I'm not sure if it's the photo accompanying the section entitled "Nirvana," India's baby cupcakes or mama mantra recommended to be displayed in one's kitchen, but altogether Anni Daulter's cookbook/guide, Organically Raised: Conscious Cooking for Babies and Toddlers, delivers on the health trifecta: great taste, nutrient-dense and doable.
With recent research pointing out the lasting health threats of chemicals used in food production, fear and frustration seem to dominate many conversations about food ingredients, products and "should-do's" for new parents, grandparents and caregivers. It's so refreshing to open up a book that speaks to the beauty, freshness, ease and love that can make feeding a new child a rewarding adventure for the whole family.
With sub-headings like "the adventurous eater" and "the Cultural Café," this book embraces all, from the most novice kitchen food preparer, to persons of all socioeconomic levels (pointing out how cooking and breast milk are cost-effective and healthier options). It invites the whole family unit to participate in raising a new baby or toddler, organically (let me be clear: there isn't a dish in there -- even the purees -- that any adult and even a curious older brother or sister wouldn't find delicious).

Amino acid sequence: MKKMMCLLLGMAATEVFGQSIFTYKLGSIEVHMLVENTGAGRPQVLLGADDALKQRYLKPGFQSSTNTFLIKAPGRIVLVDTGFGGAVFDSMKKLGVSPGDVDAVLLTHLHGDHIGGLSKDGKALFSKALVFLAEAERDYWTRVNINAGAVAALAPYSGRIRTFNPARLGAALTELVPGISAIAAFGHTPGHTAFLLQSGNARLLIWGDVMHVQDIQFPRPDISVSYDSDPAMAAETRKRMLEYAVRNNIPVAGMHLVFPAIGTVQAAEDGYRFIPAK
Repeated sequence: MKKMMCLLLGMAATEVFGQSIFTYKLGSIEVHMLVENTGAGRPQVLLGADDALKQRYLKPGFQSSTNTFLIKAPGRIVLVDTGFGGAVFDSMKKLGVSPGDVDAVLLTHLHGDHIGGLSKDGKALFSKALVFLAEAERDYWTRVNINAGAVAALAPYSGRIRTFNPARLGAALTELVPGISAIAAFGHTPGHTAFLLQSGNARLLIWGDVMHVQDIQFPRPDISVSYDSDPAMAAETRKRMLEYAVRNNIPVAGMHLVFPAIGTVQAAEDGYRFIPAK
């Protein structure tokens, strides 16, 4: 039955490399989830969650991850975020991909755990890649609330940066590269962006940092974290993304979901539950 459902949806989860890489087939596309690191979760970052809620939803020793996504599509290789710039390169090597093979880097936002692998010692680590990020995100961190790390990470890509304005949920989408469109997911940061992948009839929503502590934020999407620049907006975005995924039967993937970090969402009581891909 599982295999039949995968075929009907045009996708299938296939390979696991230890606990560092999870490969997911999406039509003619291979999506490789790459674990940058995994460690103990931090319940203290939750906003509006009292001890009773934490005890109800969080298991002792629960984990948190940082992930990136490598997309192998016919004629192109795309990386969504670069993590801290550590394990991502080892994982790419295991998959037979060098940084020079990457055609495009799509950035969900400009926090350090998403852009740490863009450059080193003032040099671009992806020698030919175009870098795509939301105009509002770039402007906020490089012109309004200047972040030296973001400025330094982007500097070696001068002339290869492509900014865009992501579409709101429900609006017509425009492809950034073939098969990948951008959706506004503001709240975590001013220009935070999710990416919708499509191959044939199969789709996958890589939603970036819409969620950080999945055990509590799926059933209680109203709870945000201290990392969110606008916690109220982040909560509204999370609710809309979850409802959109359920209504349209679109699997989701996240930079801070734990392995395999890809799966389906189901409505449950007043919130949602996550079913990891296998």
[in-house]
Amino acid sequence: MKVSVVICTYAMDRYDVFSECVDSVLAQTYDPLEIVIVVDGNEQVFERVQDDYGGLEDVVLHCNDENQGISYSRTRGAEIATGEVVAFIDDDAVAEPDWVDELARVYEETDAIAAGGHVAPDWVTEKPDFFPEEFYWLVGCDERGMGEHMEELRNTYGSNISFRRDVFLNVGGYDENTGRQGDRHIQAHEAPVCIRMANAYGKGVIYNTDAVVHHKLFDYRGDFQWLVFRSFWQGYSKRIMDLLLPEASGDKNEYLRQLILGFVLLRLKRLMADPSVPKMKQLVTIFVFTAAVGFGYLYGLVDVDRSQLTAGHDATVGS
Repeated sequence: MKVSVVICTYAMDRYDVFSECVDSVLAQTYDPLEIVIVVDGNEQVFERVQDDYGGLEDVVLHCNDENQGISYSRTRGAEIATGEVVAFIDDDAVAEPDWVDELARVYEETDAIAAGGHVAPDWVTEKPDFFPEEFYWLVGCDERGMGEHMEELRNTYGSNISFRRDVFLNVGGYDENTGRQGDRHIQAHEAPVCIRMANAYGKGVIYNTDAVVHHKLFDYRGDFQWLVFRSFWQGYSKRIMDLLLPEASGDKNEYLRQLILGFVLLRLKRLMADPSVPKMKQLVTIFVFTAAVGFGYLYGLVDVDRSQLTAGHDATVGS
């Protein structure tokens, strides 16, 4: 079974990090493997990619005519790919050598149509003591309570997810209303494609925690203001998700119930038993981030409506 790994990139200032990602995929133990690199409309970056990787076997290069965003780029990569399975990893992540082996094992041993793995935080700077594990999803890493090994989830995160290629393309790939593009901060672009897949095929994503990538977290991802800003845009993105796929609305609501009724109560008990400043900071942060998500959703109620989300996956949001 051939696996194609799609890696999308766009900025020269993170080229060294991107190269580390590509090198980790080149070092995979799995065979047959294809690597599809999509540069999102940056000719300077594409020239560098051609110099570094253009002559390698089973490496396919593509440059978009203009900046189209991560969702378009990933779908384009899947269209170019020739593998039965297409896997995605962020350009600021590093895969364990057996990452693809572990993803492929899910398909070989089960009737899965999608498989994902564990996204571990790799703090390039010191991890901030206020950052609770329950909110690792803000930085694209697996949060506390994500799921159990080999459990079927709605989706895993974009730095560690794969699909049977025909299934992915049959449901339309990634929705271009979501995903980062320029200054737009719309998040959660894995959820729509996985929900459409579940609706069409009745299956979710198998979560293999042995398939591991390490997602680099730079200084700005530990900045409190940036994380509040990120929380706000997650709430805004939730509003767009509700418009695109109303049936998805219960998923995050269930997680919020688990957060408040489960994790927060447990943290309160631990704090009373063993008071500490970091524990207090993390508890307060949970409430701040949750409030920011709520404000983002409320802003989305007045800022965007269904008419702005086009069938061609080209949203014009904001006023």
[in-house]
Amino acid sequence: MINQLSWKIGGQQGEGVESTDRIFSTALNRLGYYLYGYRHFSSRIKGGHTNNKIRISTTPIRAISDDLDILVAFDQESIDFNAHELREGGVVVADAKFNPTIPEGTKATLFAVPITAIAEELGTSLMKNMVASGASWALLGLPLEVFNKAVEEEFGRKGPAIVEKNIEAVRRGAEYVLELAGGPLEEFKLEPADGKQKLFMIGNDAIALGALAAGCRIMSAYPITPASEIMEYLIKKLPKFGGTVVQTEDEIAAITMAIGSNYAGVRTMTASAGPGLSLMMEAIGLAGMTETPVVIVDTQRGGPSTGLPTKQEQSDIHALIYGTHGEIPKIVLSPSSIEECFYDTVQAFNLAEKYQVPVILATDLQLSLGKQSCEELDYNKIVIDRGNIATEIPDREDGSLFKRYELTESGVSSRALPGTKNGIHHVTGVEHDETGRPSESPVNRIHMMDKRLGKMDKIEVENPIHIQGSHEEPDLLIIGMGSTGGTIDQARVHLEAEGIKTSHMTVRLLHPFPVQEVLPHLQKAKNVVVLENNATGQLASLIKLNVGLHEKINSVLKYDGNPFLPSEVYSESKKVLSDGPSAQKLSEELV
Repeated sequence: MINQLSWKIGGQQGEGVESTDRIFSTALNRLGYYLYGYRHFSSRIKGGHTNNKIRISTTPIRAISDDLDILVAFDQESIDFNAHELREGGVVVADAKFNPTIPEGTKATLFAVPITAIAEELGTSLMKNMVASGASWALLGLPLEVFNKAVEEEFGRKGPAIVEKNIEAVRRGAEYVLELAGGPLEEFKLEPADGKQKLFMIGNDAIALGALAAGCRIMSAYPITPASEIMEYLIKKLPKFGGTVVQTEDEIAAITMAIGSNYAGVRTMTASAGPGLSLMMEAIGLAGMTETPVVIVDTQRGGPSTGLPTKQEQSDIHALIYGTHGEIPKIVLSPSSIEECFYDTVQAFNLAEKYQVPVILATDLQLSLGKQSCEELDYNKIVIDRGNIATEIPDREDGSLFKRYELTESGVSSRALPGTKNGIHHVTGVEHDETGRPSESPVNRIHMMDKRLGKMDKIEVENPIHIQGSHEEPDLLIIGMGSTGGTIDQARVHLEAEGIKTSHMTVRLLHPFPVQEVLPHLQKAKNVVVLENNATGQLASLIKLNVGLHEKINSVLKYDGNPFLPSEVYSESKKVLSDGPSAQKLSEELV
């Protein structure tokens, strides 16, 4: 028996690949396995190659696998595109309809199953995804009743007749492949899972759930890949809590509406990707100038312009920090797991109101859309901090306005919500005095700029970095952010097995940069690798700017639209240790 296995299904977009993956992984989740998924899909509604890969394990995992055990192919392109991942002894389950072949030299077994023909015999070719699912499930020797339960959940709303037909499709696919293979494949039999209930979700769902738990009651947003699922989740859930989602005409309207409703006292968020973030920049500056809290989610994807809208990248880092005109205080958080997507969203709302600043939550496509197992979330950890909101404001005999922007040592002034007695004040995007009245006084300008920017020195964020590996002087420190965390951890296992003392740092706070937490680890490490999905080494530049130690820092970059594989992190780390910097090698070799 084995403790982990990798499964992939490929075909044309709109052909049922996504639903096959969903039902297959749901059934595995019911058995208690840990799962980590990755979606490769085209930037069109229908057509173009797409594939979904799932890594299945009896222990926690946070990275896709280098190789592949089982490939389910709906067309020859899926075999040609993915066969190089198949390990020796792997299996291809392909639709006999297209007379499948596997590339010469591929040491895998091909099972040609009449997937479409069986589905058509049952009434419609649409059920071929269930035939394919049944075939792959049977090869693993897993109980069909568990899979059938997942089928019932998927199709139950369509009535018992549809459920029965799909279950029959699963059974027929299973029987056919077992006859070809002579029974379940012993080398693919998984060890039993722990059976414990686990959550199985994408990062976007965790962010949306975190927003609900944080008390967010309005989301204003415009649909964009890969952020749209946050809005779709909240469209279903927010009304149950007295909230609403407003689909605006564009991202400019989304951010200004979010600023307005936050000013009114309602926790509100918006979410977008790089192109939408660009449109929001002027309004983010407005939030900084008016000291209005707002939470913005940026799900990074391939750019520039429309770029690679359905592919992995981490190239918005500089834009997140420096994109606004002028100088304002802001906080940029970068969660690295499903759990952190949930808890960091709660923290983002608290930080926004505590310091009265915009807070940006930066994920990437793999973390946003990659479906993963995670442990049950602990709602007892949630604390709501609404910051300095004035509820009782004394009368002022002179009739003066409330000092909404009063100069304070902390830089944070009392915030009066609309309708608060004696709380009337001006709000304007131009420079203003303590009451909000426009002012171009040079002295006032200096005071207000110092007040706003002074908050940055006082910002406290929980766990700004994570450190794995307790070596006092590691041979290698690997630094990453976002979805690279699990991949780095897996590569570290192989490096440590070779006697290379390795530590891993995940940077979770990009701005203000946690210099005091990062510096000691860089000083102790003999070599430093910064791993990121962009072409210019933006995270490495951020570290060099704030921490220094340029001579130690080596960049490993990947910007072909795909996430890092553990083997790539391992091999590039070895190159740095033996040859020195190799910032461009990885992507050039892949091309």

On a serious note, Daulter tackles one of the biggest issues of our time: conscious eating. For those with a newborn, newborns, toddlers or a crew of all the above, I give them the most slack when it comes to choosing convenience. Many parents will describe the early days as 'sleep walking' or "sleep feeding" through life. However, from what experts like Dr. Alan Greene teach us, those early weeks, months and years are when food exposure matters the most. I love Anni's mindfulness tips for their ability to remind us in the hectic moments that convenience that sacrifices health is a lose-lose for us all.